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David Meyers

Personal Finance, Retirement, Investing
“Meyers Wealth Management is a fee-only financial advisor providing project-based, hourly, and retainer-based planning and portfolio management.”

Meyers Wealth Management

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After many years working at the institutional level with very large-scale portfolios of bonds and structured securities, David Meyers set up Meyers Wealth Management in order to work with individuals, families and small businesses.  

He started at Salomon Brothers in New York in 1993 and spent several years modeling complex structured fixed-income products, particularly focusing on mortgage-backed securities and the prepayment models. Since then, he's had various roles at a hedge fund and two institutional money management firms modeling securities and portfolios and focusing especially on risk management and quantitative measurement of security and portfolio performance.

In 2008, he established Meyers Wealth Management as a state-level Registered Investment Advisory firm in Massachusetts and in 2009, moved to Palo Alto, California.


BS, Applied Physics, Emory University
MS, Applied Mathematics, Georgia Institute of Technology

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October 2016

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    Personal Finance
What percentage of your savings account should you spend on a car?
43% of people found this answer helpful

That’s not really a great measure. Consider what percentage of your spendable income you can reasonably spend on a car. Start by getting an idea of all your expenses, list the goals for which you want to save (retirement, etc), and after putting aside what you need for those goals and other necessary spending - what’s left may - may - be available to use for paying for a car. This applies whether you finance the car (and thus figure out what level of payment you can make) — or you pay cash for the car (in which case, you need to then start a new program of saving towards the next one — so you still should be thinking in terms of how much, on a monthly basis, you can afford to put towards the car).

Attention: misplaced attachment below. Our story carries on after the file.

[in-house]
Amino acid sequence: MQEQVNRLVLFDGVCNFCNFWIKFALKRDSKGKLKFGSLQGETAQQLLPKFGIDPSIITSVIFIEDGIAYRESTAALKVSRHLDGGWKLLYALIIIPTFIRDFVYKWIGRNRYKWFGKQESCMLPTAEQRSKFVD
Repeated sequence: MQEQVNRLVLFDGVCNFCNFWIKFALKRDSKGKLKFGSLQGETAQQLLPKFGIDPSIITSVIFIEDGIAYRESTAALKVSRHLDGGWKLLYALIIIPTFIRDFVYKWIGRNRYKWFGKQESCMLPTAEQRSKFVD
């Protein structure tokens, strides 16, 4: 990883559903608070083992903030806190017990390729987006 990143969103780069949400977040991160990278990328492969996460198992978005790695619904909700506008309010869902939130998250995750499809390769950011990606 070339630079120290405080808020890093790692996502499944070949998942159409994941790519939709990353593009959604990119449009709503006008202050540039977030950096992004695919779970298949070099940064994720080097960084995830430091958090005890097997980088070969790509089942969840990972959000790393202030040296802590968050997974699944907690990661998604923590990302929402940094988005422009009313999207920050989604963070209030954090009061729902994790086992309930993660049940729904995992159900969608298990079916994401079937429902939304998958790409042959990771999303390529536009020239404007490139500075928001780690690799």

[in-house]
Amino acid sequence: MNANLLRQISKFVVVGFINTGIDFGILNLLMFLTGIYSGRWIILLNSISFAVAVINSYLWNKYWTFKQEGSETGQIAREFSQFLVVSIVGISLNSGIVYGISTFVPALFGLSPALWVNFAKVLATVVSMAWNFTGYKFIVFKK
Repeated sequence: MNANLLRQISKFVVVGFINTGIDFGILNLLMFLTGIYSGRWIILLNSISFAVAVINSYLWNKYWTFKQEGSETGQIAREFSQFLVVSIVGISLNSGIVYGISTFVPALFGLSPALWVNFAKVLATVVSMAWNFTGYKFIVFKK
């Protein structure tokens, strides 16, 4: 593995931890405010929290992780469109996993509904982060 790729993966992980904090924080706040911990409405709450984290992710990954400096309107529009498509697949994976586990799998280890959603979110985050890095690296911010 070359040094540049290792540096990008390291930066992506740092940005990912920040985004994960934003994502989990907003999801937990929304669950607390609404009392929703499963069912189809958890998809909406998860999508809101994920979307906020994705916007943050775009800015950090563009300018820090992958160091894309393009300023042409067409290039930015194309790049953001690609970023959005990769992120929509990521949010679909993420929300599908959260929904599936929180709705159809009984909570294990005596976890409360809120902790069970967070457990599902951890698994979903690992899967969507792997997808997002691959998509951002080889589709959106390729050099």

If you are paying for it out of cash savings, make sure you leave enough in your savings for your day-to-day spending needs (we usually recommend 1-2 months total cost of living in one’s everyday checking account) — plus enough cash to keep your emergency fund adequate (usually in a regular FDIC insured savings account, and typically anywhere from 3 to 12 months total cost of living depending on a variety of criteria (one earner vs. two earner, regular employment vs. self-employment, general job stability, etc)).

February 2016
    Financial Planning, Personal Finance
What should I do with my extra savings?
40% of people found this answer helpful
August 2016
    Investing, Stocks
What are the best stocks to invest in for only 2 months?
29% of people found this answer helpful
February 2016
Is my annuity payout too good to be true?
29% of people found this answer helpful
October 2017
    401(k), IRAs
Is it best to roll over a 401k into an IRA before taking the money out?
27% of people found this answer helpful
February 2016